So i thought, great, I will use a material tag and create a series of material finishes with infomation i can tag on the partition layout. Quicker to duplicate materials and add info.....however, these materials are TYPE based, so i am back to making a stupidly large amount of wall types......

    Anybody got any better ideas?
    Last edited by Drew; March 19th, 2012 at 09:25 AM. Reason: bad spelling

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    Moderator cellophane's Avatar
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    The only special materials I have so far is Type X GWB for my rated assemblies.

    The shared paramater needs to be in both files and applied to walls in your template.

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    Moderator Drew's Avatar
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    Yeah, I have the parameter in the tag and the template file. I can adjust the materials in the schedule and the walls, the tag won't read the info though?

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    Moderator snowyweston's Avatar
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    We've gone through a seemingly endless number of different ways of doing it, project by project, and with my time at my current place of work soon drawing to an end, it's one of the last parting shots I'm attempting to roll out/into our template.

    So how are we doing it? Well firstly, we're not using Revit's legends. Never have and probably never will.

    We employ the pre-existing phase method (we call it "TYPES") and we place all of our preloaded model content to keep them safe out of harm's way from the "Purge Unused" command.

    Walls are placed divided into 4 sets- "External Core", "External Lining", "Internal Core" and "Internal Lining".

    We then have a "WORKING" section through each of the sets, in which "ISSUE" callouts are placed . These callouts are then view-templated, split/broken etc to look a lot like your snapshot - and the first placed on a predefined sheet for "External Walls" and for "Internal Walls".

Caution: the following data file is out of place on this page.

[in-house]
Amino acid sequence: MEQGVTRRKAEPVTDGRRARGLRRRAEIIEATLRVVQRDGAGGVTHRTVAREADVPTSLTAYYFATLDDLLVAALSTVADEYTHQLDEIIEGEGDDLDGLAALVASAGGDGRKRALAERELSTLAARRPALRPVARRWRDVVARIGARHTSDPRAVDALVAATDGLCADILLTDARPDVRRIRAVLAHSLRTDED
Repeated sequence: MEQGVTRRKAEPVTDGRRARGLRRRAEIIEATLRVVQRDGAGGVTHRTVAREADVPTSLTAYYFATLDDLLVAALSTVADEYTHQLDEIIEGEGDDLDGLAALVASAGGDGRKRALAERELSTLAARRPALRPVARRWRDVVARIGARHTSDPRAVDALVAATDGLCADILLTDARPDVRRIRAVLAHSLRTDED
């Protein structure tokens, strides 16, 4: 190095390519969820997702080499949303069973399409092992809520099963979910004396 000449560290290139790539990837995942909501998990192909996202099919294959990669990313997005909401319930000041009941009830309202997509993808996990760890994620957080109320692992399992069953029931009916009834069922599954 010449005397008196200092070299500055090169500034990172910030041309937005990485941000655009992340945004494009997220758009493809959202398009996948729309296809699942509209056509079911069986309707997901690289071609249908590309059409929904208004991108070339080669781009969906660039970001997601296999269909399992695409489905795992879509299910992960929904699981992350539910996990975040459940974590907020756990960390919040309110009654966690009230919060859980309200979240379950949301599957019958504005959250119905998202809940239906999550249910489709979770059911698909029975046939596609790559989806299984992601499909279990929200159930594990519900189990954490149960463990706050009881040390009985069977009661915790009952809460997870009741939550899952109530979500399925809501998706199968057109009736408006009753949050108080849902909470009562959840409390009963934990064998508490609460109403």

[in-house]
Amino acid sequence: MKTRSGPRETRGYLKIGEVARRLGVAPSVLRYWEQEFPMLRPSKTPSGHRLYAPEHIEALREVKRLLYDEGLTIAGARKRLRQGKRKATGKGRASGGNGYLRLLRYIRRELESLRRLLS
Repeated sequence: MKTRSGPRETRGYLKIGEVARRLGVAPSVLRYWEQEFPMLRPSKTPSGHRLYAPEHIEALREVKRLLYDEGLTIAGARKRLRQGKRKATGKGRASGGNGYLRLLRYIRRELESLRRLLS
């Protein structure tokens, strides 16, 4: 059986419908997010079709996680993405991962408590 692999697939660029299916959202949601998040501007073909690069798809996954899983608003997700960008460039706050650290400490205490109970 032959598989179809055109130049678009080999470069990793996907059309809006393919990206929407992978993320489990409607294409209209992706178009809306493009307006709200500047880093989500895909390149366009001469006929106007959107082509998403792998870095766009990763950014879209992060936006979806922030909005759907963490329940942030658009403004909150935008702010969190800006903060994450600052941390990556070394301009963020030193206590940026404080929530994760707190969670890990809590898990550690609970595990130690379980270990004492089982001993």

Corresponding schedules are setup to look at each of these sets, but of those in the proposed phase, not the "TYPES" phase (which act as a library/reserve, and are not always in use in a project) - and these schedules are then placed on the respective sheets.

    Annotation wise, we use a mixture of methods - because we've not found one that does it all.

    We have a graphically different wall tag that looks at "TYPE MARK" for cores, and for linings, (for our early plans)

    In our callouts we use Keynote tags (standard and material) to identify the layers

    And we have another set of wall tags (!) for calling out standard, and introduced shared, wall parameters (like Fire rating, Acoustic rating, etc) for when we lose the fight to demand "refer to spec." and/or a project needs us to annotate exhaustively.


    The problem remains how/where to model/identify :
    1. air gaps (which most of our cores actually are - since they're not solid volumes of steel/timber/etc)
    2. insulation (presently drawn)


    To date we have also kept away from embedding fixtures like skirting (and such) into our wall types, or even including them in our callout sections, prefferring to keep them as seperate details since the permutations quickly run up the number of wall types - so stick with documenting the basic "body" of the wall.


    Seeing as I was doing all this just today - I'm very interested to see what (new?) alternative methods others are employing for sure!

    Last edited by snowyweston; March 19th, 2012 at 11:19 PM.

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    Moderator cellophane's Avatar
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    Quote Originally Posted by Drew View Post
    Yeah, I have the parameter in the tag and the template file. I can adjust the materials in the schedule and the walls, the tag won't read the info though?
    Without seeing it I'm not sure. I am half-way decent at fixing them if I'm hands on. Just saying "adjust this" doesn't work too well for me yet

    Quote Originally Posted by snowyweston View Post
    So how are we doing it? Well firstly, we're not using Revit's legends. Never have and probably never will.

    We employ the pre-existing phase method (we call it "TYPES") and we place all of our preloaded model content to keep them safe out of harm's way from the "Purge Unused" command.
    ...
    In our callouts we use Keynote tags (standard and material) to identify the layers
    ...
    The problem remains how/where to model/identify :
    1. air gaps (which most of our cores actually are - since they're not solid volumes of steel/timber/etc)